Conclusion: Half-Height, Full Gaming
We originally set out to see just how tiny we could make a gaming PC outfitted with PowerColor’s half-height Radeon HD 5750. In the end, space and power restrictions prevented us from putting this card in something as small as an Xbox 360 slim.
All was not lost though, and we still managed to build a couple of fairly useful configurations. In-Win’s Wavy case is close to the size of the Xbox 360 slim, and when combined with Asus’ M4A88T-I Deluxe mini-ITX motherboard and a half-height Radeon HD 5570, can handle respectable frame rates at 720p in some fairly demanding titles. This PC might take up a little more space than a nettop, but it’s still a very small package. Thanks to the desktop-class Phenom II X3 705e CPU, 750 GB Western Digital Black hard disk, 4 GB of Mushkin RAM, and Radeon HD 5570 graphics card, it performed much faster than any nettop available.
After a little searching, we were also able to find a suitable home for the half-height PowerColor Radeon HD 5750 in the Moneual MonCaso 312 case, a slick enclosure with a classic home theater appearance and a bundled remote. Equipped with an Athlon II X4 645 CPU and complemented by PowerColor’s half-height Radeon HD 5750, this system handles 1080p gaming, no problem. What more could you ask for from an entertainment-oriented HTPC?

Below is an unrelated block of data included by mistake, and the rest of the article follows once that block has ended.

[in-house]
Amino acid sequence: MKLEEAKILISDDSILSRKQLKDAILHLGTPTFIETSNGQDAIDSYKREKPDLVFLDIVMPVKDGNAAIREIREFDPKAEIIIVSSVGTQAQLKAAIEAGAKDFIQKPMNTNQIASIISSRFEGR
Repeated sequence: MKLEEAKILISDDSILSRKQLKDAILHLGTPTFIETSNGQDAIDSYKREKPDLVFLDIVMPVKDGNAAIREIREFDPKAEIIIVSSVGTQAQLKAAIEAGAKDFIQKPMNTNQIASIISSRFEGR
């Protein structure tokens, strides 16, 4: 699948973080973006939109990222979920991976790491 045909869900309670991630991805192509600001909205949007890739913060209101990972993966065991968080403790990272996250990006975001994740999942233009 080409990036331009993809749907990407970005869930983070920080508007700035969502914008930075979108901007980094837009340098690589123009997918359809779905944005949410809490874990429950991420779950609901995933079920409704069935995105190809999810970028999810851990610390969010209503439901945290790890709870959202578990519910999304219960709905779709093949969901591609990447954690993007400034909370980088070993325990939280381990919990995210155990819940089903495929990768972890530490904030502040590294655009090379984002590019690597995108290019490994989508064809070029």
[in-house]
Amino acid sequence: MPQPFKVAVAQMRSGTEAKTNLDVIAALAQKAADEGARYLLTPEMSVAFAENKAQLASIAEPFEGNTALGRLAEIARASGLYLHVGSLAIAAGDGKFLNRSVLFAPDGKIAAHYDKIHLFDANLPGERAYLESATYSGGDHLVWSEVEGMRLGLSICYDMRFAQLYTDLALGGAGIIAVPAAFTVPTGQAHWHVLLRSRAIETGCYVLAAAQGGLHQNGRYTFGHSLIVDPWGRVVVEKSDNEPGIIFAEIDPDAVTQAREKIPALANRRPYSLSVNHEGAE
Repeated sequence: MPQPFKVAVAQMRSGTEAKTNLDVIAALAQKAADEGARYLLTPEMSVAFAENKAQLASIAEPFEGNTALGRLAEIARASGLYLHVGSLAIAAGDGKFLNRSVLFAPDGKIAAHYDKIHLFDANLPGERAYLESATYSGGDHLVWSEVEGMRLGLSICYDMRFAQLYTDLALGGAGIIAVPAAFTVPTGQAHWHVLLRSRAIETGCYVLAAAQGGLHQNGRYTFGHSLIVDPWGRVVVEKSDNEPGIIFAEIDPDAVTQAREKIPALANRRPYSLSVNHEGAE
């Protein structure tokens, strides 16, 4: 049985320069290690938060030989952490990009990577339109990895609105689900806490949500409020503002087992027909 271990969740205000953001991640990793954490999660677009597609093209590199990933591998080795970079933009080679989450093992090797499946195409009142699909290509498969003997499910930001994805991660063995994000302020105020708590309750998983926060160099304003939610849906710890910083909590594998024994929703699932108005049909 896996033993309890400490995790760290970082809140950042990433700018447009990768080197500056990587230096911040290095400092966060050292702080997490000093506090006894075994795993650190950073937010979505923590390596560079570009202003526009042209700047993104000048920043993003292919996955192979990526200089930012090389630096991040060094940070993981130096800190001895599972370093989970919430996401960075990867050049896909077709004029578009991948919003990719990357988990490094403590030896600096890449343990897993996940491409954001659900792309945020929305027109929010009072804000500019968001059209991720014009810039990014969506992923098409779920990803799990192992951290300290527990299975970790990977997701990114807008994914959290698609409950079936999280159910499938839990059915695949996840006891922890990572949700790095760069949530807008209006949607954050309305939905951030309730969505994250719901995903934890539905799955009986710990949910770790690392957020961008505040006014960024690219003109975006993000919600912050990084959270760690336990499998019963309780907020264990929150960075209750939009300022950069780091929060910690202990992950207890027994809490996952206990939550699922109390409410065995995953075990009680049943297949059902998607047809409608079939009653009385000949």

We know that there are far more powerful gaming PCs that make use of the flexible cube form factor, often enabling powerful SLI and CrossFire configurations. But while the cube offers the most powerful mix of diminutive size and gaming performance, half-height systems offer an alternative that are almost certainly a better fit in the living room. As our builds both demonstrate, a half-height form factor can be configured to bring high-definition gaming to your television, in addition to the exceptional HD media playback we already expect from HTPCs.